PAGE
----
Like a good single, a terrible one reveals itself with airplay and forbearance. I don’t want to hate songs; to do so would shake ever-sensitive follicles, and styling gel is expensive. I promise my readers that my list will when possible eschew obvious selections. Songs beloved by colleagues and songs to which I’m supposed to genuflect will get my full hurricane-force winds, but it doesn’t mean that I won’t take shots at a jukebox hero overplayed when I was at a college bar drinking a cranberry vodka in a plastic thimble-sized cup.
Semisonic – “Closing Time”
PEAK CHART POSITION: #11 in June 1998
To look at lists of the best songs and albums twenty years ago is to marvel at what a schizoid year 1998 turned out to be. A president impeached and eventually acquitted whose party gained seats in an off-year election. Saving Private Ryan losing to Shakespeare in Love at the Oscars. “Ray of Light” peaking for one week at #5 while Marcy Playground’s “Sex and Candy” and Semisonic’s “Closing Time” refused to give up the ghost on the Modern Rock and Billboard Hot 100 charts.
Alert readers will notice that I do my best to flit from decade to decade, rarely dipping into the same one twice in a week. I broke my vow because “Closing Time” and “Sex and Candy” are that awful. Reeking of piano barroom singalongs, “Closing Time” is the lowest kind of frat house sludge; the chug-a-lug guitar riff on “Closing Time” even summons the warm beer and stale cig smoke of 2 a.m. last calls of the late Clinton era when bars still allowed patrons to smoke. It is a literal song, let’s say that: as a bartender’s lament, it means what it says. But the chord and tempo changes in the chorus have the post-grunge anonymity of Sister Hazel, Matchbox 20, and any band that went pop with the Nirvana innovations in mind. “I know who wants to take me home,” singer Dan Wilson moans, mildly, perhaps with the expectation that no one will answer his own last call. The unfinished mess annoys me most. Please tell us who wants to take you home — why are you so damn self-assured? Nothing in Wilson’s vocal suggests self-parody: someone, probably a woman but who the fuck knows, is turned on by his command, and she’s going to listen to him because…he can point the soda gun dispenser?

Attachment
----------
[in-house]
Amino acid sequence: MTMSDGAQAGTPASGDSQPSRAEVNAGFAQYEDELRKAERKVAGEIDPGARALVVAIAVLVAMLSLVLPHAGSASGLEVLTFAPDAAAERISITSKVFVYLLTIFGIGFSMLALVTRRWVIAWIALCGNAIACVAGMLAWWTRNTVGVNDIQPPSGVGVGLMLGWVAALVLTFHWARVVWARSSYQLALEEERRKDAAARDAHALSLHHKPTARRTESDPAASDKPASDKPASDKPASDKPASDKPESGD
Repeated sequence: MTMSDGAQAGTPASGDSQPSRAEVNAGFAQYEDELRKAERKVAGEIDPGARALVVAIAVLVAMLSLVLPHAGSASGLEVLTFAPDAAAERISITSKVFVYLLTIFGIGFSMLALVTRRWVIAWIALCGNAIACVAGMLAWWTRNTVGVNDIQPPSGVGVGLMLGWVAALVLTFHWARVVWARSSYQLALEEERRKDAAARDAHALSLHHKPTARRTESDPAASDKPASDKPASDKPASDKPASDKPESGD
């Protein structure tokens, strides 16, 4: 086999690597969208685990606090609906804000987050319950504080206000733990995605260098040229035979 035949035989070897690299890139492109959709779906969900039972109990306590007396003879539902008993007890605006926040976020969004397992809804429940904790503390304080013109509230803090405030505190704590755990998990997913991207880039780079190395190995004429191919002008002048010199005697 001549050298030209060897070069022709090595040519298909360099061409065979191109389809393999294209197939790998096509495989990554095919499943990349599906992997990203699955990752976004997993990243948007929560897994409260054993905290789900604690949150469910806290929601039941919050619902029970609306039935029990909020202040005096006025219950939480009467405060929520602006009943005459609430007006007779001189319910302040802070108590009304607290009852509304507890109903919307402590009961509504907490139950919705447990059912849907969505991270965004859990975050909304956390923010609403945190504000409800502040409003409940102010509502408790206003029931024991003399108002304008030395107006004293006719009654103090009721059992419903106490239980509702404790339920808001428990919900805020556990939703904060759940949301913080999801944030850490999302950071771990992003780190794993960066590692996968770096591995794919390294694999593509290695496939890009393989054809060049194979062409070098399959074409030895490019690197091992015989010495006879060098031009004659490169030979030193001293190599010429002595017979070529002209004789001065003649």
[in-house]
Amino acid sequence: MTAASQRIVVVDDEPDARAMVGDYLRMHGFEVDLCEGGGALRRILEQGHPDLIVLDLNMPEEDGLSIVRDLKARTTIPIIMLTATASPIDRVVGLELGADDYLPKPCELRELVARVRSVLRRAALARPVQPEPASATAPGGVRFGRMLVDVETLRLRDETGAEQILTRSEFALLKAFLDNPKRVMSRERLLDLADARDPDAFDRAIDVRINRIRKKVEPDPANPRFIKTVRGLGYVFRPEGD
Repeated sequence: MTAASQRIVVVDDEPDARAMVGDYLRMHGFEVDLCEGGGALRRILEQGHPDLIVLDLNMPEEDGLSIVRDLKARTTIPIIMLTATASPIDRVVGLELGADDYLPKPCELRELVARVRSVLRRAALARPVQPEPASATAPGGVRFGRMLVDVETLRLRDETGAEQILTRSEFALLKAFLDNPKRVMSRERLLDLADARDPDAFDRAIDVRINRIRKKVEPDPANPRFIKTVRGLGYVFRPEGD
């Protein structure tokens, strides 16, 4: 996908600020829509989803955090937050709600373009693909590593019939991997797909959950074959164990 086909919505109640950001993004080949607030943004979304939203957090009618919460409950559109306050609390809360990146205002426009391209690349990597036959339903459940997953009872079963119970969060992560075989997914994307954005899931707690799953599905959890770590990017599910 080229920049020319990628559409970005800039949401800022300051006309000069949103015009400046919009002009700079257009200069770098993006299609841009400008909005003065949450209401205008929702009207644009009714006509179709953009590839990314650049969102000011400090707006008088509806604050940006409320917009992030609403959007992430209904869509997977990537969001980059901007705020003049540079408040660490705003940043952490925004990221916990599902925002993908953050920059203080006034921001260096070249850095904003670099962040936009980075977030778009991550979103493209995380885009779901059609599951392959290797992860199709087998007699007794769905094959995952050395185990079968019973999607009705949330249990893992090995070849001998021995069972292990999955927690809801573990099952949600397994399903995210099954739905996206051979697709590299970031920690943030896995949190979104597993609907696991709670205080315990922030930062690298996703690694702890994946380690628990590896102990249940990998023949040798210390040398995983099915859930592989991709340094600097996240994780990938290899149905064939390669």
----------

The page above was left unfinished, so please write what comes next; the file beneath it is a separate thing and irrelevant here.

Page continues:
Of more intrinsic interest than “Closing Time” is what in this cultural moment allowed such dull material like this and “Sex and Candy” to hold Modern Rock and Hot 100 playlists hostage all summer. Forget what the latter chart showed as #1. Besides the marvelous “Torn,” Marcy Playground, Semisonic, and Fastball’s “The Way” (marginally better), were the summer songs of 1998: faster than the dirges that conquered the somnolent 1981 chart, but still infested (seventeen years later!) with a received sexism. With hip-hop booming but, admittedly, not reflected in this early summer charts, what on earth persuaded white people to put their stakes in this drivel?